Workforce

Management fellowship program strives to demystify application process

For 35 years, the Presidential Management Fellowship Program has been the federal government’s flagship program to cultivate a cadre of young, public-sector leaders. For equally as long, the application process has been somewhat of a mystery, but a newly launched website attempts to change that.

Created in 1977 by an executive order, the PMF has served as a stepping stone for students of advanced graduate degree programs to embark on a public-service career. Although the program attracts and selects the best candidates possible, its focus is on cultivating a core of potential government leaders

The application process has “traditionally been one of those things out there no one knew about -- a black box,” said Bo Kemper, executive director of the Robertson Foundation for Government, a nonprofit that focuses on identifying, educating, and motivating top U.S. graduate students to pursue federal government careers.

Presidential Management Fellows logoThe foundation set out to shed some light on the nuts and bolts of the application process and create an online resource for candidates. After teaming up with social networking site GovLoop and working for a few months, the organizations launched PathtoPMF.com as an interactive go-to guide for those in the various stages of the PMF process.

The website offers various resources for applicants, and considers the many ways media can be consumed, whether it’s a PDF guide, a video or a blog. The Managing the Application Process Guide provides advice based on video and podcast interviews with more than 60 current and past PMFs, nearly a dozen career advisers, and several federal agency program coordinators.

Prospects can also use discussion forums to ask questions and support others throughout the application process or peruse analysis from historical data on popular graduate degrees, top universities, and top hiring agencies.

“We’ve helped a lot of people navigate the process, and the goal is to reach out to more of the best and brightest so they can join government,” said Steve Ressler, founder and president of GovLoop. Since its Sept. 24 launch, the website has had more than 1,000 visitors and 100 downloads of the application process guide, he said.

Previous years each attracted around 10,000 applicants, but thanks to changes in eligibility requirements this year “we could see close to 30,000 applicants,” Ressler said.

Those interested in PMF will soon get a chance to apply to the Class of 2013: The application period opens Nov. 5 and closes Nov. 19. Need a hand in getting started with the application process? Check out the Top 4 Tips for Completing Your Application.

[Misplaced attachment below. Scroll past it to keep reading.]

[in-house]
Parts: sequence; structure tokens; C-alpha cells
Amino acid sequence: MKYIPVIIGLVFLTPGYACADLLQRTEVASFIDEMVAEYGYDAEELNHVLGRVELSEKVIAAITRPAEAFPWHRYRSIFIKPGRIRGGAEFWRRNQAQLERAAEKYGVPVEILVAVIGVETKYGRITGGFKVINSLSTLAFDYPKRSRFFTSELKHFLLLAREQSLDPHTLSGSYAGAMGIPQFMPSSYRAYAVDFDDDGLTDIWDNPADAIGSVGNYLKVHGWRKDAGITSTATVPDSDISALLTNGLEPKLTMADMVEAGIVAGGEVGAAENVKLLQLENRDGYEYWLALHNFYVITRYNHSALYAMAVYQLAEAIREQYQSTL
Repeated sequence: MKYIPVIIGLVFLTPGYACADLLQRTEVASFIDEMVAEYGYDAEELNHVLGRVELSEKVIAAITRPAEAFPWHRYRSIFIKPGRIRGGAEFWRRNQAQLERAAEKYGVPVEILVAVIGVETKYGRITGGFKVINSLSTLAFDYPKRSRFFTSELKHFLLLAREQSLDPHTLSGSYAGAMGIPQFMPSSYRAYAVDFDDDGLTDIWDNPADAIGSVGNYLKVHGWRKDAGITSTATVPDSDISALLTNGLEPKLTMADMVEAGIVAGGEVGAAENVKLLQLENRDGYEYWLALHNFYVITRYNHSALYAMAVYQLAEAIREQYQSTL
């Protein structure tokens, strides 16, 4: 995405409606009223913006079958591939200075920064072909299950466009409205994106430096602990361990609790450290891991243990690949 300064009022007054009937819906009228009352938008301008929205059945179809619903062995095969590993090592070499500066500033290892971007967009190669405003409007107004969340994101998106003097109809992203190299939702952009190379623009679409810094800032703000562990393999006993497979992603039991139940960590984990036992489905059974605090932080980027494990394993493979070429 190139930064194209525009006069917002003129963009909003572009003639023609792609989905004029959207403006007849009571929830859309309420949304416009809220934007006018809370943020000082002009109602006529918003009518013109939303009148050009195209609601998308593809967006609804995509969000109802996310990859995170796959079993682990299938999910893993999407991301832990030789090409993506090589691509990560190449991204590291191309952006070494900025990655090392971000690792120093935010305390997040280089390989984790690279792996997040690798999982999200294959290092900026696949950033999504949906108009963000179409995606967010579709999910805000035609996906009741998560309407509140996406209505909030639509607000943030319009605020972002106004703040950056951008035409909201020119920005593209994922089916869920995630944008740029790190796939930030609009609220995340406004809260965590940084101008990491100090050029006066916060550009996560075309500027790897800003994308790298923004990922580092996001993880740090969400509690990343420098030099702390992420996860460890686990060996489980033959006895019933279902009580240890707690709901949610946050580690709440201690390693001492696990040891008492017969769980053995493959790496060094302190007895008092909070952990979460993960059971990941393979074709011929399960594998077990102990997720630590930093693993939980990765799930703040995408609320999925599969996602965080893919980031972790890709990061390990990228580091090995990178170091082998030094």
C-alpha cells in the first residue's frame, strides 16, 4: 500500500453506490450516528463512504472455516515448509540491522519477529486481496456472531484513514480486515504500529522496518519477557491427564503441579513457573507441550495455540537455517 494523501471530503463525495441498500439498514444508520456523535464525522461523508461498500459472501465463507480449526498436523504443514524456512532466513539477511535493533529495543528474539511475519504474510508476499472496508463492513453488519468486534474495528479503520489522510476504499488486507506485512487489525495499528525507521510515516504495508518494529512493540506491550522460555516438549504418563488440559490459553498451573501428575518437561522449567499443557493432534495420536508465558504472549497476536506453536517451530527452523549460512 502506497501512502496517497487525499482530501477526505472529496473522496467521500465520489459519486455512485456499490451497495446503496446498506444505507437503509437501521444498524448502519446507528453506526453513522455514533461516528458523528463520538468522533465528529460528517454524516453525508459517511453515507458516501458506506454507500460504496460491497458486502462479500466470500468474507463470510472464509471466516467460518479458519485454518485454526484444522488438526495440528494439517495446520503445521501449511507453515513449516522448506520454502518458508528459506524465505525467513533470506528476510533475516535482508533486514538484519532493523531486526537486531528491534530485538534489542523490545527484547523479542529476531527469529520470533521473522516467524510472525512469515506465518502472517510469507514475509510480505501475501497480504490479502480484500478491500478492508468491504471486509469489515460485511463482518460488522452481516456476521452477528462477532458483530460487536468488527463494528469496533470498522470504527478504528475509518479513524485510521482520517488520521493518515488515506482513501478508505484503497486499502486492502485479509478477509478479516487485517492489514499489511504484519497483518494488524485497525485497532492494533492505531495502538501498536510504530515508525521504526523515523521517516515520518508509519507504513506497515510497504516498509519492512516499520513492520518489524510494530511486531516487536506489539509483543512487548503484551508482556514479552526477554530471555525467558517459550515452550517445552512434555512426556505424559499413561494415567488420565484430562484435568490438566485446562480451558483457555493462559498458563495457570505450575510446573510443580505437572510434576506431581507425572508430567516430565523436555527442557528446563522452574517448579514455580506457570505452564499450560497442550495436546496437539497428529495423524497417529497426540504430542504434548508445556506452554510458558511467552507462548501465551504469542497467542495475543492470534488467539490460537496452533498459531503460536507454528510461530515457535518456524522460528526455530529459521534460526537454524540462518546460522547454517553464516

About the Author

Camille Tuutti is a former FCW staff writer who covered federal oversight and the workforce.

The Fed 100

Save the date for 28th annual Federal 100 Awards Gala.

Featured

  • computer network

    How Einstein changes the way government does business

    The Department of Commerce is revising its confidentiality agreement for statistical data survey respondents to reflect the fact that the Department of Homeland Security could see some of that data if it is captured by the Einstein system.

  • Defense Secretary Jim Mattis. Army photo by Monica King. Jan. 26, 2017.

    Mattis mulls consolidation in IT, cyber

    In a Feb. 17 memo, Defense Secretary Jim Mattis told senior leadership to establish teams to look for duplication across the armed services in business operations, including in IT and cybersecurity.

  • Image from Shutterstock.com

    DHS vague on rules for election aid, say states

    State election officials had more questions than answers after a Department of Homeland Security presentation on the designation of election systems as critical U.S. infrastructure.

  • Org Chart Stock Art - Shutterstock

    How the hiring freeze targets millennials

    The government desperately needs younger talent to replace an aging workforce, and experts say that a freeze on hiring doesn't help.

  • Shutterstock image: healthcare digital interface.

    VA moves ahead with homegrown scheduling IT

    The Department of Veterans Affairs will test an internally developed scheduling module at primary care sites nationwide to see if it's ready to service the entire agency.

  • Shutterstock images (honglouwawa & 0beron): Bitcoin image overlay replaced with a dollar sign on a hardware circuit.

    MGT Act poised for a comeback

    After missing in the last Congress, drafters of a bill to encourage cloud adoption are looking for a new plan.

Reader comments

Please post your comments here. Comments are moderated, so they may not appear immediately after submitting. We will not post comments that we consider abusive or off-topic.

Please type the letters/numbers you see above

More from 1105 Public Sector Media Group